Amazon founder Jeff Bezos was once asked to forecast how the company’s businesses would change in the coming decades. He said that he didn’t waste any time on that, he was focused on what was not going to change. Online shopping customers, for instance, would always want low prices and fast delivery, so Amazon could afford to commit substantial assets towards those goals.
Venture capitalist Morgan Housel brilliantly applied this theme to investors in the extended essay “Same as it ever was.” The author’s overriding thesis is that while market behaviour is impossible to predict, investor behavior is consistent over time.
The essay covers the importance of optimism, even if delusional, and the tendency for positivity to be most prevalent when things are at their worst. He notes that the term “American Dream” was coined and proliferated in 1931, at the very depths of the great depression when it seemed least applicable.
Mr. Housel quotes Tali Sharot, author of The Optimism Bias, “In order to progress, we need to be able to imagine alternative realities—not just any old realities, but better ones, and we need to believe them to be possible.”
The author sees the recent surge in day trading as a sign of potentially delusional optimism, and it’s also quite possible that the market’s recent disregard of valuations – taking stock prices higher while short term profit growth craters - is another sign of misplaced enthusiasm.
Section three, which involves the psychological tendency to avoid short-term annoyance at all costs, even if those costs are extreme in the long term. “The history of the stock market is that it goes up a lot in the long run but falls often in the short run” he writes, “The falls are painful, but the gains are amazing. Put up with one and you get the other.”
Most investors are aware of this - buy and hold has been proven to be the most successful investing strategy. Despite this, the finance industry revolves around doing a poor job of advising investors on how to sidestep inevitable market declines.
I am a big fan of this essay as readers can probably tell and believe it provides a lot of wisdom for investors who read it in full. On the other hand, it doesn’t lead to any immediate actionable portfolio guidance, if I’m being honest.
In general, Mr. Housel’s guidance implies that investors should be on the lookout for market over-exuberance but also recognize the strong psychological foundations for optimistic sentiment and its ability to push equities higher. Also, investors would benefit from doing some soul searching in preparation for a time where a higher pain threshold in the short term leads to higher investment returns in the long run.
-- Scott Barlow, Globe and Mail market strategist
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Stocks to ponder
TFI International Inc. (TFII-T). Recently, many analysts have revised their expectations higher taking the number of buy recommendations up to 15. The stock has a current yield of 2.2 per cent with a quarterly dividend that has steadily grown over the years. Jennifer Dowty has a full profile of the company.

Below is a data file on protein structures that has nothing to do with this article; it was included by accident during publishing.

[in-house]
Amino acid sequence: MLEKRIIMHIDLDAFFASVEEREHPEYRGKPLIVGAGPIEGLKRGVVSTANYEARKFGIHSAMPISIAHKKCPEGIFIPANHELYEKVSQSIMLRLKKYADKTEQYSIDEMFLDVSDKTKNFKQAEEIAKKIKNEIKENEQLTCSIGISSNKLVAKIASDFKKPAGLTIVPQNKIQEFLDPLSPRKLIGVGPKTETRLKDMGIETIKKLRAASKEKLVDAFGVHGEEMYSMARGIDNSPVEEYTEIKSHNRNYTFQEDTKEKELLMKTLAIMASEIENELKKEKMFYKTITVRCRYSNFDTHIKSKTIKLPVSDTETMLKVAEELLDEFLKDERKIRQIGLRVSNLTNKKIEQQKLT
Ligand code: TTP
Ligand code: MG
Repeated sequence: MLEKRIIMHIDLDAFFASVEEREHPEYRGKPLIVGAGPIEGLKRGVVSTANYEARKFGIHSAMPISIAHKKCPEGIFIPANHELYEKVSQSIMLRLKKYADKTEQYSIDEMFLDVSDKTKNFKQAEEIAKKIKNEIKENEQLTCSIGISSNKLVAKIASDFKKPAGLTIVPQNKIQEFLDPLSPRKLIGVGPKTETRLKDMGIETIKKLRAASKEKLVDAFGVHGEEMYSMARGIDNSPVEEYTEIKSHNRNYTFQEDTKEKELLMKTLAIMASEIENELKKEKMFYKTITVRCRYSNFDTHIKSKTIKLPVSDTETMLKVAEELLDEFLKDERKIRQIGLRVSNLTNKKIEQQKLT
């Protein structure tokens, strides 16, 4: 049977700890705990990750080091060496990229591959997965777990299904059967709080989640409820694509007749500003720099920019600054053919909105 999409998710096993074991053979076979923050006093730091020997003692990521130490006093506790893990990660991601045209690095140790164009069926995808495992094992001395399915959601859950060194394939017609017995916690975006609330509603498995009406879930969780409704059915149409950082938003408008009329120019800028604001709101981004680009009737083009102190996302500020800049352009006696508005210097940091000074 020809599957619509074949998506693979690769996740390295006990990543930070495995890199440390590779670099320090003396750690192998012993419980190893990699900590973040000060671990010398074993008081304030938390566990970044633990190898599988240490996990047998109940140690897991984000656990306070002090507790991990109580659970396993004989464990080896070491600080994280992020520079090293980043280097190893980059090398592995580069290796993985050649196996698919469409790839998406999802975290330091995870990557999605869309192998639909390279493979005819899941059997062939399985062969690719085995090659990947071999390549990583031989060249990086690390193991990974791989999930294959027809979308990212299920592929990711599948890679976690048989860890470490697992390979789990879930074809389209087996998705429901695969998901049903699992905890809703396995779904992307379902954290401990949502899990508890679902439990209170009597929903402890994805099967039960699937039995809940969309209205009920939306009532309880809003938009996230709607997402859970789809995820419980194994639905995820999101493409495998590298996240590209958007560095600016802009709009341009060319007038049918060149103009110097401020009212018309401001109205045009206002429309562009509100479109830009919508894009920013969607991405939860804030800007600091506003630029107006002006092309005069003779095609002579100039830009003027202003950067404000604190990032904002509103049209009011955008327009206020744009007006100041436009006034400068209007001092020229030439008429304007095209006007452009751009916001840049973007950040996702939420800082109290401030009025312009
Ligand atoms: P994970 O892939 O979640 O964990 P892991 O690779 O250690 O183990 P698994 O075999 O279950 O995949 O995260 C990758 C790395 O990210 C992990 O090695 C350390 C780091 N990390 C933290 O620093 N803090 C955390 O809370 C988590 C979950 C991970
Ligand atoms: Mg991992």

In a market going to extremes, middle-of-the-road stocks hold appeal
Confronted by radical uncertainty about how – and when – economies will emerge from lockdown, investors are going to extremes, bidding up the price of both aggressive risk-on and conservative risk-off investments. Ian McGugan writes (for subscribers)
A barrage of bad news is set test already rattled investors
One day they’re riding high on expectations for a V-shaped recovery, or a favourable report on a vaccine test, or maybe just because the sun is shining. The next, they are dumping stocks and searching for risk-off alternatives. Gordon Pape looks at the sources of turbulence (for subscribers)
Others (for subscribers)
Monday’s Insider Report: Chairman and management executive are buying this REIT yielding 7%
Others (for everyone)
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Ask Globe Investor
Question: I am the subscriber of a self-directed registered education savings plan for my 22-year-old grandson and 19-year-old granddaughter. Both have attended postsecondary school but neither is enrolled currently and it is uncertain if they will ever return. Can I withdraw part of my contributions without collapsing the RESP? I would like to leave the RESP open in case one or both grandchildren return to school at some point.
Answer: Yes, you may withdraw, at any time, all or part of any contributions that remain in the RESP without closing the plan. Withdrawals of contributions are tax-free. However, you may have to repay Canada Education Savings Grants (CESGs) associated with these contributions if neither beneficiary is currently eligible to receive an educational assistance payment (EAP). Generally, a beneficiary is entitled to receive an EAP – which is paid out of the grants and earnings in the plan – for up to six months after ceasing enrollment.
In addition to withdrawing contributions, you might consider making an EAP withdrawal, if possible, as these payments are taxed in the hands of the beneficiary, often at a low tax rate. If neither grandchild returns to school, when you terminate the plan you will have to give back any grants remaining in the RESP and pay tax at your marginal rate – plus a penalty tax of 20 per cent – on the accumulated income in the plan. So, requesting an EAP now, if that option is available, might be advantageous.
Read all the details here from John Heinzl. (for everyone)
What’s up in the days ahead
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Compiled by Globe Investor Staff